Thursday, December 6, 2007

Speaking of corporate interests in kids' eating habits ...

Straight A’s, With a Burger as a Prize. Over at the New York Times, Stuart Elliott talks about a Florida arrangement in which McDonald's gives kids free food in exchange for good report cards. They send report cards home in paper sleeves with information and advertising about the McDonald's reward program. It's criticized as just one more way that corporations are advertising to children in order to build life-long "brand loyalty." Interestingly, only one parent had complained at the time the article was written. (They also mention that they had no complaints when Pizza Hut gave away free personal pan pizzas as reward for good grades in an earlier promotion.)

Nutritionists and others warn against using food as rewards, under the argument that obesity is often about emotional eating, or eating in response to the need for comfort or the idea that we've "earned it" and that these responses may be influenced by eating patterns learned in childhood.

Digesting the News at Gristmill

Ann Cooper, Berkeley Unified School District's "Renegade Lunch Lady", and Kate Adamick, a school food consultant based in New York, have teamed up to analyze the links between various food news items that have come up in the past week or so. They conclude that corporations have far too much power in the policy debates around school food. Their post is over at Gristmill, the green blog at The school-lunch dog fight: In the clash over school lunches, who's watching out for the kids?

While we all know that corporate interests are at play in school food practice, especially when it comes to "a la carte" or "competitive" foods sold outside the main school lunches, it is worth reading their opinions about the various groups at the table influencing decisionmaking.

It is nice to know that school food issues have reached the level of public awareness that it's regularly in the news and federal regulation over school food nutrition is controversial even among healthy or sustainable food advocates. The stronger the debate, the better the resulting policies!

Tuesday, December 4, 2007

British Targeting Pre-schoolers and Teens with Healthy Eating Initiatives

The Guardian reported recently that British programs are now beginning to focus on children under five years old to develop healthy eating habits early. Here's the story: A look at the kids' menu.

An earlier Observer article noted that the UK government is launching an advertising campaign linking healthy eating with success at sports, in an effort to increase student participation in school lunch programs: School meals campaign to target teenagers. This is in response to a study that reported that schools were serving healthier meals, but that in 19 of 26 schools, fewer students were eating school lunches because they didn't like them.

Jamie Oliver, the celebrity chef frequently credited with starting Britain's school food revolution (though in fact change was already happening in various places), blames underfunding and slow implementation for the poor uptake of healthier school meals, saying that kitchen staff training and kitchen facilities have not been put into place as they should have been. Oliver blames government for dinners failure.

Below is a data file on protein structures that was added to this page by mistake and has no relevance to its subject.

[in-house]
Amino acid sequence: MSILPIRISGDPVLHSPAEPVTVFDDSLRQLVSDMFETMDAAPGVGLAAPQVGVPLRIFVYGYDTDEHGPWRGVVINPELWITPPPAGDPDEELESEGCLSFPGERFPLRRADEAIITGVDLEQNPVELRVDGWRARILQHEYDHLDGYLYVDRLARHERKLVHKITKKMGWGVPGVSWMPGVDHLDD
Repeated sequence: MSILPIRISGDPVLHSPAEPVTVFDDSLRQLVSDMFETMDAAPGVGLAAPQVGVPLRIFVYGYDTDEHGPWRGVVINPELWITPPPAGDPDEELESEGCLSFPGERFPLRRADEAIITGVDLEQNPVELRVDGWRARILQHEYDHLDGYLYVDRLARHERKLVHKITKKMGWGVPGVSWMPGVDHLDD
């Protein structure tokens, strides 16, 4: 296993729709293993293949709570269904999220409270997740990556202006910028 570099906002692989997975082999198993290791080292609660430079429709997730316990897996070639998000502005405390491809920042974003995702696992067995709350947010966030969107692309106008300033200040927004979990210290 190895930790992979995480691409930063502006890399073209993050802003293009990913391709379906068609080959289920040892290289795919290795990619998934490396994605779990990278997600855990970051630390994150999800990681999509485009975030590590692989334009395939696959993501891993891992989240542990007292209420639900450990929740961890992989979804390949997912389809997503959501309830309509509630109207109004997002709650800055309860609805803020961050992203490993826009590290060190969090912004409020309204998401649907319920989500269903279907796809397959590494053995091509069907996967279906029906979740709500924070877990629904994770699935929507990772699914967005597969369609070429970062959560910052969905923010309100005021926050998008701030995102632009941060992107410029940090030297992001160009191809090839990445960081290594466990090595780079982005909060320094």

Efforts to Govern School Snack Standards at the Federal Level

New York Times writer Kim Severson has written an article about the Farm Bill Amendment to define standards for snacks and drinks sold in schools: Effort to Limit Junk Food in Schools Faces Hurdles. Even if the Farm Bill doesn't pass, or passes without the amendment addressing foods sold outside the lunch program, sponsors say they will push to get it passed in some other way. The measure is controversial in that some think it is a good starting place for improving food in schools, and others wanting stronger measures and fewer exemptions for things like sports drinks. One of the touchiest issues is this:

"Although states would not be able to pass stronger restrictions, individual school districts could."
In different places, the battle to improve school food happens at different levels of decisionmaking, often based on where the climate is friendliest for change. If state legislatures are ready to take a stand on school food, they may be the place to enact the strictest rules on healthy food standards. In many places, schools or school districts may be where progress is being made. So the limitation of state power will be more problematic in some places than others. Though, as noted in the article, school district decisionmaking may also be affected by federal guidelines:
“My little fights in school districts are just going to be harder and harder because they’ll say, Well, here are the federal guidelines,” said Dr. Susan Rubin of Chappaqua, N.Y., a nutritionist who helped found the Better School Food advocacy group.
Any thoughts about how this will affect your efforts at improving school food?